Our measured nitrogen fixation rates ranked among the highest reported so far, when compared to all published rates from other coral reef ecosystems (as a comparison, see Table 5 in Den Haan et al. (2014)). While a maximum nitrogen fixation rate of 169 mg N m−2 d−1 was measured in the patch of the ‘brown mat’ dominated by O. bonnemaisonii, most of the reported rates ranged between 0.1 and 5 mg N m−2 d−1. In the Caribbean region, there is a lack of recent information on nitrogen fixation rates and those last documented were from the 80 and 90 s, except for a recent study by Den Haan et al. (2014). Interestingly, using the same technique as in this study, Den Haan et al. (2014) investigated a brown mat also dominated by O. bonnemaisonii at another site in Curaçao in the summer of 2011 and found a similar nitrogen fixation rate: 166.8 mg N m−2 d−1. This supports the accuracy of our measurements. When the nitrogen fixation rates were scaled up at 7 m depth at PB, where the cyanobacterial mats had a homogeneous composition of O. bonnemaisonii and H. glutinosum (i.e., Mats C and A in Table 1), gross areal nitrogen fixation rates amounted to approximately 13 mg N m−2 reef d−1. This value is higher than what was estimated for the shallow lagoon of La Reunion Island heavily colonized by mats (2 mg N m−2 lagoon d−1) (Charpy et al. 2010), One Tree Reef in the southern Great Barrier Reef (2–4 mg N m−2 reef d−1) (Larkum et al. 1988), the lagoon of Tikehau atoll, French Polynesia (1–8 mg N m−2 lagoon d−1) (Charpy-Roubaud et al. 2001; Charpy-Roubaud and Larkum 2005) and the reef of Enewetak Atoll (0.5 mg N m−2 reef d−1) (Wiebe et al. 1975). The observed rate was even slightly higher than the areal nitrogen fixation measured in open ocean blooms of Trichodesmium in the Caribbean (2.59–9.78 mg N m−2 d−1) (Carpenter and Price 1977; Karl et al. 1997). In spite of that, it should be kept in mind that the nitrogen fixation rates used to produce reef-wide estimates of nitrogen fixation were calculated using only one patch per mat. We have no data on the variability between patches within a given mat; thus, these estimations should be treated with caution. Furthermore, nitrogen fixation rates will most likely vary throughout the year due to seasonal changes in light, temperature and nutrient/organic matter availability. Our study was conducted during the warm/rainy season. The combination of elevated temperature and high precipitation is likely to provide ideal growth conditions for the mats and increase their nitrogen fixation rates during this period. Thus, the rates found in this study might represent seasonal peaks for Curaçao.

On an annual basis, the Caribbean basin receives hundreds of millions of tons Saharan dust with bound iron particles (Jickells 1999; Petit et al. 2005). Roff and Mumby (2012) hypothesized that Saharan dust offsets the iron-limited productivity of benthic algae in the Caribbean, which may also hold true for benthic cyanobacteria. This may lead to higher nitrogen fixation rates, as iron is a vital constituent of the nitrogen enzyme responsible for atmospheric nitrogen fixation (Howard and Rees 1996; Rees et al. 2005). Similarly, the higher nitrogen fixation rates reported thus far in Curaçao could be, at least in part, explained by the eolian iron input. Another factor that may augment nitrogen fixation rates of BCMs in the Caribbean basin is coastal eutrophication. Charpy et al. (2012) reported that on the islands of Mayotte, Tulear and La Reunion, coastal eutrophication favored bloom-forming cyanobacterial mats that were capable of fixing vast amounts of atmospheric nitrogen. Continued cyanobacterial but also algal proliferation will further degrade coral reefs (Ford et al. 2018) and has been reported to increase the reef’s sediment with organic matter (Barott and Rohwer 2012). This in turn will fuel benthic cyanobacterial mat proliferation (Brocke et al. 2015; Ford et al. 2018) and augment its nitrogen fixation potential (Hanson and Gundersen 1976; O’Neil and Capone 1989; King et al. 1990). Ultimately, this could result in an undesirable positive feedback that will promote the proliferation of cyanobacterial mat abundance and consequently accelerate coral reef degradation.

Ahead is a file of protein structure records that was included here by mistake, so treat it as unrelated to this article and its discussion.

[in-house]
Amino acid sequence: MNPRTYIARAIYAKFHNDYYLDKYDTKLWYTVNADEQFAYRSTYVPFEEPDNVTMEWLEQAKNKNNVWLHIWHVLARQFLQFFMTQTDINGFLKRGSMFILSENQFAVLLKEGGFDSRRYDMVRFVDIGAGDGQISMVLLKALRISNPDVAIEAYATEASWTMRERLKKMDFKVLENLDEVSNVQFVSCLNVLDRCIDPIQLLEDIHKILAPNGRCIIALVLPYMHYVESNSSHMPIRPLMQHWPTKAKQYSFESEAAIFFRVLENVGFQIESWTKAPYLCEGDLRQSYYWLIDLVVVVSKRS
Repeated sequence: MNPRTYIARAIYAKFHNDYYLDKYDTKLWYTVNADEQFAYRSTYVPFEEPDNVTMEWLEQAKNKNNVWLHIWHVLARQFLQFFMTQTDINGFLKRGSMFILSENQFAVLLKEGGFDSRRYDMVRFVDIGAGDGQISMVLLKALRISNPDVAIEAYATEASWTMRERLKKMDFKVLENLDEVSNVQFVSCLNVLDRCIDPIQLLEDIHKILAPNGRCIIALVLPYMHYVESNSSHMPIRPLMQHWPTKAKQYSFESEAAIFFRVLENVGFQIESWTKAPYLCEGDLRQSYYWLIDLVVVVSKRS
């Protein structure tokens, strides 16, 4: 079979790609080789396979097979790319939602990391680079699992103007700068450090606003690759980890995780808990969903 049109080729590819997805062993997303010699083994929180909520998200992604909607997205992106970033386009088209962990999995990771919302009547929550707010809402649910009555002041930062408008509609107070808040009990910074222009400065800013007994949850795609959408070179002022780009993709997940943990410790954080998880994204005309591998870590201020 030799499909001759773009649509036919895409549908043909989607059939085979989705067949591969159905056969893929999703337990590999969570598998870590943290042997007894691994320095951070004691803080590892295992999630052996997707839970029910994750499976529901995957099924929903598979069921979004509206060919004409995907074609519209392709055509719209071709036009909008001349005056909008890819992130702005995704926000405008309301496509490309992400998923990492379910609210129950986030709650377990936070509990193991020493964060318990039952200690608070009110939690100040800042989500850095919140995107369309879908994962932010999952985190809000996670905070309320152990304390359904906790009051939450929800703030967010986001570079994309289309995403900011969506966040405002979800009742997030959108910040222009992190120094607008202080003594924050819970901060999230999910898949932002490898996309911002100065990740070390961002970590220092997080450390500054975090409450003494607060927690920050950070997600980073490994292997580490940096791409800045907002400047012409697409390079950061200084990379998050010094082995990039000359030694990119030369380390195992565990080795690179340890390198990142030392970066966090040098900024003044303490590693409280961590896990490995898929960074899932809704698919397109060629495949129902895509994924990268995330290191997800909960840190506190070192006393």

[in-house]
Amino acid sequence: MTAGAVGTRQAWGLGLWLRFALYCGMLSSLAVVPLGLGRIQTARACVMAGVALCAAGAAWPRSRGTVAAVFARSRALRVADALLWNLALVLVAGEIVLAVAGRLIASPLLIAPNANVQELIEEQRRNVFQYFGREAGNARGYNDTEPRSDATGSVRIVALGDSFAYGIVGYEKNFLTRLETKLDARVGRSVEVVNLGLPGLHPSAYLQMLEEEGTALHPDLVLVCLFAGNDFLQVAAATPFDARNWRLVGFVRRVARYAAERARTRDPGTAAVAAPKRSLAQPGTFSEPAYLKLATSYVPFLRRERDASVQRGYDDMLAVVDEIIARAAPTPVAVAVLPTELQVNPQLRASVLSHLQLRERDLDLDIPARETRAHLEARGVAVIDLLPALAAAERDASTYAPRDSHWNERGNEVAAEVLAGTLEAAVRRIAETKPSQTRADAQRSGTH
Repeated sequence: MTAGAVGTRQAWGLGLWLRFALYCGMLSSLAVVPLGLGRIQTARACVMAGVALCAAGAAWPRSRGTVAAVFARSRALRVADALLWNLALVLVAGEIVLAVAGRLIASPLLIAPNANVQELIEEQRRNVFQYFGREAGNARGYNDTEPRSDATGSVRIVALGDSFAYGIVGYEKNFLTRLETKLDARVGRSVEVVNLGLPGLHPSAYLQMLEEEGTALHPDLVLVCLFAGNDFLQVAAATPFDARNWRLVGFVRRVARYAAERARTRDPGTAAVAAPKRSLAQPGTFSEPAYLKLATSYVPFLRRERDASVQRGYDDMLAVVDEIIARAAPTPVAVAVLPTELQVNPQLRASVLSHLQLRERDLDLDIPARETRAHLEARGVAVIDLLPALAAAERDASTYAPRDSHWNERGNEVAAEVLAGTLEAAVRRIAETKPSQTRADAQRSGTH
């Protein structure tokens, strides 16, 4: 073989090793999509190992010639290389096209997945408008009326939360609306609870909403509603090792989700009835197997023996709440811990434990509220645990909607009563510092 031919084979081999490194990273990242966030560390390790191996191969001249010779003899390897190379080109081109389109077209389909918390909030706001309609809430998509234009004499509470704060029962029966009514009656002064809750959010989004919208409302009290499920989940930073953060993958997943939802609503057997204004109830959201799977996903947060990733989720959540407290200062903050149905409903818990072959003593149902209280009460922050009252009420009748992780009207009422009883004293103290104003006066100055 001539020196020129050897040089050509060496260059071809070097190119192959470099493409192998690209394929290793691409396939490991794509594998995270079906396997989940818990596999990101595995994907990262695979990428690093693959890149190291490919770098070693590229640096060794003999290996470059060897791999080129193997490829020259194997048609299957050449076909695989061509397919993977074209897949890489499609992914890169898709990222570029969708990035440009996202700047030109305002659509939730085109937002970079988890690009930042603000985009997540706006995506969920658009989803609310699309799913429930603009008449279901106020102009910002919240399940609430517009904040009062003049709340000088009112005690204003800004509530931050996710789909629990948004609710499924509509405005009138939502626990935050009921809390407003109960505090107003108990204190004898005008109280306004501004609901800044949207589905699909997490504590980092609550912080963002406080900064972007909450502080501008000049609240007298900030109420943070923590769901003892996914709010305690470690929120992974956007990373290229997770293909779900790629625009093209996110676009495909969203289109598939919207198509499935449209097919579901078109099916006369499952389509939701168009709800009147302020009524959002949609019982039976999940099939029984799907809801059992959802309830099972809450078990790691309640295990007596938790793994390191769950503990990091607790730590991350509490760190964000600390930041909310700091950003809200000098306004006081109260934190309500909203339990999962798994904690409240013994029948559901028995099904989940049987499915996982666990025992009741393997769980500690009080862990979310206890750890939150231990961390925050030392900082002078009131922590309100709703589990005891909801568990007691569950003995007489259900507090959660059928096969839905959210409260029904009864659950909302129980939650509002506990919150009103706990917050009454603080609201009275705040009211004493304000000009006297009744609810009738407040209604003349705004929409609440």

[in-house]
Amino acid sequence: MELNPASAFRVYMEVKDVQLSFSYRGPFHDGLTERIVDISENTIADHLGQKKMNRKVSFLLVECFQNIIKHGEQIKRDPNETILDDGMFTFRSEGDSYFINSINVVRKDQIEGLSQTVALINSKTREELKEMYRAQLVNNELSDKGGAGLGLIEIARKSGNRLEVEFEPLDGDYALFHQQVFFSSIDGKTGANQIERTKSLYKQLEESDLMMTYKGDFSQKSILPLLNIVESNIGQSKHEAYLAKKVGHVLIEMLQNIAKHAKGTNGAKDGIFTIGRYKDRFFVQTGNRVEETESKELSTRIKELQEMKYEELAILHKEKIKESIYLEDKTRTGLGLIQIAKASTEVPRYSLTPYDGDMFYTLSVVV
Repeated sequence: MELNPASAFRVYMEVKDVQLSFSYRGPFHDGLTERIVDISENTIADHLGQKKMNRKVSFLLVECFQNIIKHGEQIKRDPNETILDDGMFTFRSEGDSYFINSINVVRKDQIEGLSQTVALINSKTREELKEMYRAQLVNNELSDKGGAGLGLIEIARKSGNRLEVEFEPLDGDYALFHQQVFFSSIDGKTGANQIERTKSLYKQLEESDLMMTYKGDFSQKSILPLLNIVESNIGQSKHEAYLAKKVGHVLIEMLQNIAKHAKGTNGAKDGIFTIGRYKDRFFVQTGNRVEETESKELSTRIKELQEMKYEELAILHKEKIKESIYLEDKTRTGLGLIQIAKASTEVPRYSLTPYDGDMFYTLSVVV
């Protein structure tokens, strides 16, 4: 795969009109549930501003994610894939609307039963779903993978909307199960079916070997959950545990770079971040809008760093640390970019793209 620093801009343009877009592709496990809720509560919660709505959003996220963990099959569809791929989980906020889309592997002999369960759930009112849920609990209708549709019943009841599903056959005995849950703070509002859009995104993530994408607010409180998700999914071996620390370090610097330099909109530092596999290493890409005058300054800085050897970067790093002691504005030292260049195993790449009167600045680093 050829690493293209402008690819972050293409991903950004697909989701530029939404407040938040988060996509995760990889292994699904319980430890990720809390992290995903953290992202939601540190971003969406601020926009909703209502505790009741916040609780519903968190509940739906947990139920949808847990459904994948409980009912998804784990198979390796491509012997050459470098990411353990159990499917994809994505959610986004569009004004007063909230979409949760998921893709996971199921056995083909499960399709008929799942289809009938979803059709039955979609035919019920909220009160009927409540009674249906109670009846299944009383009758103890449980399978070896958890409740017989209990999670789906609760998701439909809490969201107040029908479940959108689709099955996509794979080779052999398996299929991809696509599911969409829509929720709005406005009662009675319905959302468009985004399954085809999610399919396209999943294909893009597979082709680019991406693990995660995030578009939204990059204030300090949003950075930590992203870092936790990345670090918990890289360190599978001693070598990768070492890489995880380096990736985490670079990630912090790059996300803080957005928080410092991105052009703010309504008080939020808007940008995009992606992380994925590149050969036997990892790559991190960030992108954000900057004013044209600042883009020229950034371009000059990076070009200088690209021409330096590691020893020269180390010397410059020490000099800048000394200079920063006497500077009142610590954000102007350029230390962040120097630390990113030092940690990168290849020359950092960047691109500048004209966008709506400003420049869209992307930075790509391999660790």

Open access funding provided by Max Planck Society. This research was funded by the European Union Seventh Framework Programme (P7/2007–2013) under Grant Agreement No. 244161 (Future of Reefs in a Changing Environment). Financial support for genetic analyzes was provided by the PACES research program of the Alfred-Wegener-Institute Helmholtz-Zentrum für Polar- und Meeresforschung. MMN acknowledges support from the CNRS Chaire d’Excellence. We wish to thank the CARMABI foundation and the friendly staff for support during fieldwork, especially M. Vermeij, P. Stokkermans and C. Winterdaal.

Supplementary material

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Open AccessThis article is distributed under the terms of the Creative Commons Attribution 4.0 International License (, which permits unrestricted use, distribution, and reproduction in any medium, provided you give appropriate credit to the original author(s) and the source, provide a link to the Creative Commons license, and indicate if changes were made.

Authors and Affiliations

  • Hannah J. Brocke
    • 1
    • 2
    • 3
    Email author
  • Bastian Piltz
    • 1
    • 4
  • Nicole Herz
    • 2
  • Raeid M. M. Abed
    • 5
  • Katarzyna A. Palinska
    • 6
  • Uwe John
    • 7
  • Joost den Haan
    • 1
  • Dirk de Beer
    • 1
  • Maggy M. Nugues
    • 3
    • 8
    • 9
  1. 1.Max Planck Institute for Marine Microbiology (MPI Bremen)BremenGermany
  2. 2.Leibniz Center for Tropical Marine Ecology (ZMT)BremenGermany
  3. 3.EPHE, UPVD-CNRS, USR3278 CRIOBEPSL Research UniversityPerpignanFrance
  4. 4.Isle Utilities BVHeemstedeThe Netherlands
  5. 5.Department of Biology, College of ScienceSultan Qaboos UniversityMuscatOman
  6. 6.Department of Marine Biology and EcologyInstitute of Oceanography, University of GdanskGdyniaPoland
  7. 7.Ecological ChemistryAlfred Wegener Institute for Polar and Marine ResearchBremerhavenGermany
  8. 8.Labex CorailCRIOBEMooréaFrench Polynesia
  9. 9.Caribbean Research and Management of Biodiversity (CARMABI) FoundationWillemstadNetherlands Antilles